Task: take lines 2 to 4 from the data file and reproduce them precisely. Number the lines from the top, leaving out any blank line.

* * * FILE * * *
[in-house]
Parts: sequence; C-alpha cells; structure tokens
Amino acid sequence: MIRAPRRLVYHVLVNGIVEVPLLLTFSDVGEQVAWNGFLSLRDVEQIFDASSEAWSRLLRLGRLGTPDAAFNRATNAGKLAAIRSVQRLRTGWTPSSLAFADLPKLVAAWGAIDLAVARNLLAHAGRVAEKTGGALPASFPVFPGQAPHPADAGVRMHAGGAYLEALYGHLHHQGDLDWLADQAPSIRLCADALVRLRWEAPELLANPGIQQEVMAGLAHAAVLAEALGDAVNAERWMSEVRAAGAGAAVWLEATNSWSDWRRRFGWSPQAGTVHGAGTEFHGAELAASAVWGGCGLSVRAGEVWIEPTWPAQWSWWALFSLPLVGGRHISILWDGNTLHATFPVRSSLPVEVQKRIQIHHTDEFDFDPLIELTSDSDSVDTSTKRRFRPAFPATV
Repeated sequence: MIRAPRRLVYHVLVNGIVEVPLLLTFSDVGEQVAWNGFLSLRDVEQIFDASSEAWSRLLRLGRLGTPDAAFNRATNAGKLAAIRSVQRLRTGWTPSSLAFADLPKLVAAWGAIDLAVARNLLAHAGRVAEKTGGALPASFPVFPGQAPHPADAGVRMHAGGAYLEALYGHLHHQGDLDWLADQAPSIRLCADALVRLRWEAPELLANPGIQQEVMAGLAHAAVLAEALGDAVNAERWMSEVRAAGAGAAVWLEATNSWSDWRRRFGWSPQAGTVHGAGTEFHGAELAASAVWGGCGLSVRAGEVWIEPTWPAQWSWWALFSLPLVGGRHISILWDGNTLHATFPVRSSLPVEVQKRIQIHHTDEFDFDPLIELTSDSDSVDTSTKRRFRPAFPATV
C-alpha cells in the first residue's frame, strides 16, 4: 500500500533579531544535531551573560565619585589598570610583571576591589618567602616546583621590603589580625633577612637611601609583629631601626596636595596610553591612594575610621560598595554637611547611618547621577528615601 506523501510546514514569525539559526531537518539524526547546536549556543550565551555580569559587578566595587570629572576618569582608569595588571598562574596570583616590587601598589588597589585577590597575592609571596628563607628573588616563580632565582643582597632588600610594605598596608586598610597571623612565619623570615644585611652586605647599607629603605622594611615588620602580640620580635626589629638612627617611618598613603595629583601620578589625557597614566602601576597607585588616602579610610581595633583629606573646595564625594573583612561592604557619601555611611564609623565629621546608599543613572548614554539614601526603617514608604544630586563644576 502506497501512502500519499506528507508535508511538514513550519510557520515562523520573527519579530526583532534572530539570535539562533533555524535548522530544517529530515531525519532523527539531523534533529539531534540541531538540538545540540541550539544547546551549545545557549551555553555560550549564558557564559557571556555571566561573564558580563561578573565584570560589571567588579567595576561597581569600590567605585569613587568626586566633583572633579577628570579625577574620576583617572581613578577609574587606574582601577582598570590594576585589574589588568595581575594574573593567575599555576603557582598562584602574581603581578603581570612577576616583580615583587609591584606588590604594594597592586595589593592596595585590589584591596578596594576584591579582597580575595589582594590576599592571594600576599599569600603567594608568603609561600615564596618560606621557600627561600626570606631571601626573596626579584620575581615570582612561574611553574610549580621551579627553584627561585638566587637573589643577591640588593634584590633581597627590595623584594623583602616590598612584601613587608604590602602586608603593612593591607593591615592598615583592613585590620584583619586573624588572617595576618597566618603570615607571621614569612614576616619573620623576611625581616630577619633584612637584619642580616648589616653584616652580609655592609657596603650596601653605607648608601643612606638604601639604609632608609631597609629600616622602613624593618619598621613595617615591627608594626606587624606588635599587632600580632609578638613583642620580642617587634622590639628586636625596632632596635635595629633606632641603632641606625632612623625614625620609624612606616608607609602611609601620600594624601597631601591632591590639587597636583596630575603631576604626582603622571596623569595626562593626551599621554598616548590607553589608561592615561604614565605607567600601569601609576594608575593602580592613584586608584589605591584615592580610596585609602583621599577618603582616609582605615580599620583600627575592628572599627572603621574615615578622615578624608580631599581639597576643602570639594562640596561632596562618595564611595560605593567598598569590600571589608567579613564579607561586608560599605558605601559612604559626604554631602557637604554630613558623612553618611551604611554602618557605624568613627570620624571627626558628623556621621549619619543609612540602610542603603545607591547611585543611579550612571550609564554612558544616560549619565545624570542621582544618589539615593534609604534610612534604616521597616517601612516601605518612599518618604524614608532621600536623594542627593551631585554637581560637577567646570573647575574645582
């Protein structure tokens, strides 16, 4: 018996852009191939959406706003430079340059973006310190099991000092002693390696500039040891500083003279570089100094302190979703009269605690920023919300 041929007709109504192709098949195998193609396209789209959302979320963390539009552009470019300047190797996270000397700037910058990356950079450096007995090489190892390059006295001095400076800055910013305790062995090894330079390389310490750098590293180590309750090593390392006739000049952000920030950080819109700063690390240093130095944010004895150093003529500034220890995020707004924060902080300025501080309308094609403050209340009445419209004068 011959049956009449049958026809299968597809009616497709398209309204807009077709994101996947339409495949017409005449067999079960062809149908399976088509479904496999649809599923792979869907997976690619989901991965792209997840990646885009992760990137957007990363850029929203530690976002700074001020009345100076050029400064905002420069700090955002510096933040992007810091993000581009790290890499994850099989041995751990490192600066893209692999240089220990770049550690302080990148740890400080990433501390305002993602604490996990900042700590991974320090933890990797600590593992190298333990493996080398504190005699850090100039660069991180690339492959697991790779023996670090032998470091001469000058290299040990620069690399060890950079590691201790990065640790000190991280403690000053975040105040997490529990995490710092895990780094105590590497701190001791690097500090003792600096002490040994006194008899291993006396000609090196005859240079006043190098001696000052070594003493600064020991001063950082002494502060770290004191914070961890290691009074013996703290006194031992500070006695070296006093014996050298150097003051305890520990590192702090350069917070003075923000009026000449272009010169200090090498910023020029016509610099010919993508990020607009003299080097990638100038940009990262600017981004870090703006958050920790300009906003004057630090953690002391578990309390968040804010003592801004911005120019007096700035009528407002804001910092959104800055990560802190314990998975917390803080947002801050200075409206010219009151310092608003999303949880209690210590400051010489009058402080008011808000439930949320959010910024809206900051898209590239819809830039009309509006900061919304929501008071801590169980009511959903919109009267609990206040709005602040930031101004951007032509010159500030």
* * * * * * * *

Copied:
Parts: sequence; C-alpha cells; structure tokens
Amino acid sequence: MIRAPRRLVYHVLVNGIVEVPLLLTFSDVGEQVAWNGFLSLRDVEQIFDASSEAWSRLLRLGRLGTPDAAFNRATNAGKLAAIRSVQRLRTGWTPSSLAFADLPKLVAAWGAIDLAVARNLLAHAGRVAEKTGGALPASFPVFPGQAPHPADAGVRMHAGGAYLEALYGHLHHQGDLDWLADQAPSIRLCADALVRLRWEAPELLANPGIQQEVMAGLAHAAVLAEALGDAVNAERWMSEVRAAGAGAAVWLEATNSWSDWRRRFGWSPQAGTVHGAGTEFHGAELAASAVWGGCGLSVRAGEVWIEPTWPAQWSWWALFSLPLVGGRHISILWDGNTLHATFPVRSSLPVEVQKRIQIHHTDEFDFDPLIELTSDSDSVDTSTKRRFRPAFPATV
Repeated sequence: MIRAPRRLVYHVLVNGIVEVPLLLTFSDVGEQVAWNGFLSLRDVEQIFDASSEAWSRLLRLGRLGTPDAAFNRATNAGKLAAIRSVQRLRTGWTPSSLAFADLPKLVAAWGAIDLAVARNLLAHAGRVAEKTGGALPASFPVFPGQAPHPADAGVRMHAGGAYLEALYGHLHHQGDLDWLADQAPSIRLCADALVRLRWEAPELLANPGIQQEVMAGLAHAAVLAEALGDAVNAERWMSEVRAAGAGAAVWLEATNSWSDWRRRFGWSPQAGTVHGAGTEFHGAELAASAVWGGCGLSVRAGEVWIEPTWPAQWSWWALFSLPLVGGRHISILWDGNTLHATFPVRSSLPVEVQKRIQIHHTDEFDFDPLIELTSDSDSVDTSTKRRFRPAFPATV